DALLAS — The biggest development for the Nationals on Wednesday in Dallas was the top free agent who went to another team. Well, not just any other team, the Miami Marlins — the same place every top free agent has gone this winter thus far.
It was no doubt a blow to the Nationals, who had Buehrle in their crosshairs all offseason, made him their top priority and felt good about their chances. Still, Nationals GM Mike Rizzo was frank and relatively upbeat when discussing what had transpired over the afternoon.
“We’re good,” he said. “We’re going to move on to Plan B and see if we can help ourselves.”
So what exactly is ‘Plan B’?
Well, loosely defined, Rizzo said Plan B involves the free agent market, the trade market and the international market. Seems like they’re keeping their options open, no?
In all seriousness, the next logical stop for them will be Roy Oswalt — who is represented by the same agent as C.J. Wilson — and is considered the “back-up” plan for a number of teams interested in both Buehrle and Wilson who miss out on either. Oswalt is right-handed, older than the other two and coming off a year in which he dealt with a significant back injury.
The Nationals will explore that option, especially given Oswalt’s experience and the leadership he could bring in the clubhouse, but one line of thinking is that if they were only willing to go three years to Buehrle (a pitcher with little injury history to speak of and one two years younger) you’d be hard-pressed to see them give three years to Oswalt.
The rest of the free agent market is thin after the top tier guys are gone which could push the Nationals more toward a trade option.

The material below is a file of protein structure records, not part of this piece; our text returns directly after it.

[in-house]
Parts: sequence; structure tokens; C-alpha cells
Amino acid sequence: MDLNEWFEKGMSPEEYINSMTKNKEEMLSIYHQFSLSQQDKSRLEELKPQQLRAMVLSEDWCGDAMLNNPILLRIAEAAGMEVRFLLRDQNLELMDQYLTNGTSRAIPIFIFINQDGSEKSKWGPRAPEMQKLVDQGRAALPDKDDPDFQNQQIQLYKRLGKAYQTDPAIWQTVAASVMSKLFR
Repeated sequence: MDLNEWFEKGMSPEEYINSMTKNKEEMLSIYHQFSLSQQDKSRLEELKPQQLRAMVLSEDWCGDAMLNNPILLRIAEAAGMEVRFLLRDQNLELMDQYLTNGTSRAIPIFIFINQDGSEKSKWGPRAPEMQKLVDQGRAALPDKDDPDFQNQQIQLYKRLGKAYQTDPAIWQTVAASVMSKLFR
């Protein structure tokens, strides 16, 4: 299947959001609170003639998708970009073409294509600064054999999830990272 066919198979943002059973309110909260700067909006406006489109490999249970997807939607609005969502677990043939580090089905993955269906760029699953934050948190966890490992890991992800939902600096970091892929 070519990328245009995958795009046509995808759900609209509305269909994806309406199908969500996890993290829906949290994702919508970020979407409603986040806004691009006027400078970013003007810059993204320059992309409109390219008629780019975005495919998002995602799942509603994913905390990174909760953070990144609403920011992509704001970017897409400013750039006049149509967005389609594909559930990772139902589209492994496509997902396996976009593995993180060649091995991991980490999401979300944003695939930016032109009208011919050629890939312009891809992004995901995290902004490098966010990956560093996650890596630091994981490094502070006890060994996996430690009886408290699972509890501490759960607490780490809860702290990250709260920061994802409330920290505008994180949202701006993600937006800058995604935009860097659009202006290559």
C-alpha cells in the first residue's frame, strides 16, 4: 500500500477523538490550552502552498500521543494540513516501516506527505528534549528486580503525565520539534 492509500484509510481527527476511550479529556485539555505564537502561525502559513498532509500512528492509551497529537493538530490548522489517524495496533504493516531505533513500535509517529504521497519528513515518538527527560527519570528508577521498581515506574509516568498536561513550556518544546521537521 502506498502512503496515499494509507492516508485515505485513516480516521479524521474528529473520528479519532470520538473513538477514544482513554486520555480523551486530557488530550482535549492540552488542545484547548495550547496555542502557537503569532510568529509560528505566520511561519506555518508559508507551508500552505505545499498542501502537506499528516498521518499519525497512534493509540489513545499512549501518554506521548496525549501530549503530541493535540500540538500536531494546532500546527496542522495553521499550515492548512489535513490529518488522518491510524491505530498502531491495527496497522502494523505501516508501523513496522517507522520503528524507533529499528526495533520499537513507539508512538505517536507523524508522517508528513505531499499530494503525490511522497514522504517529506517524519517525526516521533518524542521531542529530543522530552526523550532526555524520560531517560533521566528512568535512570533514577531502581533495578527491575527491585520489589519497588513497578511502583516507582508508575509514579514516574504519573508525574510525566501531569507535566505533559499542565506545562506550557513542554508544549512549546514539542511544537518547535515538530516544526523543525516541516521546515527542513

Before we begin to really delve into this, it’s important to remember that teams discuss possible trades all the time — and especially here. General managers call one another, ask which players they could get for which players, etc., etc.
That being said, the Nationals are among a number of teams who’ve checked in with the Athletics about 26-year-old left Gio Gonzalez. Gonzalez has been a 200-plus inning guy for the A’s the last two years, both years with an ERA under 3.25 and he was an All-Star this past season. He’s also young, controllable for another four years and extremely talented. The price is high.
“We have spoken to Oakland,” Rizzo said. “Gio he fits what we’re looking for. He’s a young, controllable, talented starting pitcher that’s got a proven track record. But with that said those guys come at a cost so we have to balance what the cost is and what the gain is to the club in the long term.”
Rizzo said the team has a number of “lines in the water” when it comes to trades and while nothing appeared imminent Wednesday afternoon, the lines of communication had been opened on several fronts.
Their search could also take them to the international market where they’ll find Yu Darvish, if he indeed does post, as well as soft-tossing lefty Tsuyoshi Wada. Wada’s name has come up in the Nationals meetings this week and they’ve scouted him. One Nationals scout explained him to me as an even-softer-tossing Tommy Milone, so it doesn’t appear he’d fit the bill for the Nationals with regard to a “front line starter,” but he could be a good compliment.
And then there’s the in-house options. Ross Detwiler, Milone, Brad Peacock and maybe even Tom Gorzelanny, though he appears bound for the bullpen if not non-tendered next week. The Nationals know what they had last year in those guys, but they don’t know for sure if any of them (particularly Detwiler, Milone or Peacock) will seize an opportunity and prove their worth in the major leagues. Detwiler began to do that at the end of the season with some dazzling starts and Milone and Peacock weren’t far behind.
The general feeling Rizzo gave off in a brief chat with reporters this evening, though, is that the Nationals plans for progress have not been derailed completely by one free agent (who most see as a No. 3 starter) choosing to go to another team.